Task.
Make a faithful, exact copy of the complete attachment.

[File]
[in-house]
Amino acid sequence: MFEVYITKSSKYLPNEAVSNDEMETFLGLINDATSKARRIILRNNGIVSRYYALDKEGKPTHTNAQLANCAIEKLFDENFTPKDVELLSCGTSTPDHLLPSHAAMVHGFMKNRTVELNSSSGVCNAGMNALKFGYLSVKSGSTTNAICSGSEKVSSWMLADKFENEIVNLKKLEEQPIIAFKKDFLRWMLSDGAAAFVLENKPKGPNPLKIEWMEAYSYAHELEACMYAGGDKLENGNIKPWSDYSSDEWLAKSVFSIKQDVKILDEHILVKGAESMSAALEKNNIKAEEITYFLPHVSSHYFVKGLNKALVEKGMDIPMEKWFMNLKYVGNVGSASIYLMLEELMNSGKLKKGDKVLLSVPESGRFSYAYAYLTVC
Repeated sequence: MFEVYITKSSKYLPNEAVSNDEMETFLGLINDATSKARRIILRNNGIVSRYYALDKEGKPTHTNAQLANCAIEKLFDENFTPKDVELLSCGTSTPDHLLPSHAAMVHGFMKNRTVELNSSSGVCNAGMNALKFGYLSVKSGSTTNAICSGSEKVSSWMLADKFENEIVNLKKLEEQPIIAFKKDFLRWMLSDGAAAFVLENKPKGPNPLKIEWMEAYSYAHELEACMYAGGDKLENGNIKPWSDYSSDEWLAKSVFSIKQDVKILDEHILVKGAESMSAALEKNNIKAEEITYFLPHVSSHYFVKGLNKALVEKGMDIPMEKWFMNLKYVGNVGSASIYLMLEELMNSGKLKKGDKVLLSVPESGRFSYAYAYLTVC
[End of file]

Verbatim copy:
[in-house]
Amino acid sequence: MFEVYITKSSKYLPNEAVSNDEMETFLGLINDATSKARRIILRNNGIVSRYYALDKEGKPTHTNAQLANCAIEKLFDENFTPKDVELLSCGTSTPDHLLPSHAAMVHGFMKNRTVELNSSSGVCNAGMNALKFGYLSVKSGSTTNAICSGSEKVSSWMLADKFENEIVNLKKLEEQPIIAFKKDFLRWMLSDGAAAFVLENKPKGPNPLKIEWMEAYSYAHELEACMYAGGDKLENGNIKPWSDYSSDEWLAKSVFSIKQDVKILDEHILVKGAESMSAALEKNNIKAEEITYFLPHVSSHYFVKGLNKALVEKGMDIPMEKWFMNLKYVGNVGSASIYLMLEELMNSGKLKKGDKVLLSVPESGRFSYAYAYLTVC
Repeated sequence: MFEVYITKSSKYLPNEAVSNDEMETFLGLINDATSKARRIILRNNGIVSRYYALDKEGKPTHTNAQLANCAIEKLFDENFTPKDVELLSCGTSTPDHLLPSHAAMVHGFMKNRTVELNSSSGVCNAGMNALKFGYLSVKSGSTTNAICSGSEKVSSWMLADKFENEIVNLKKLEEQPIIAFKKDFLRWMLSDGAAAFVLENKPKGPNPLKIEWMEAYSYAHELEACMYAGGDKLENGNIKPWSDYSSDEWLAKSVFSIKQDVKILDEHILVKGAESMSAALEKNNIKAEEITYFLPHVSSHYFVKGLNKALVEKGMDIPMEKWFMNLKYVGNVGSASIYLMLEELMNSGKLKKGDKVLLSVPESGRFSYAYAYLTVC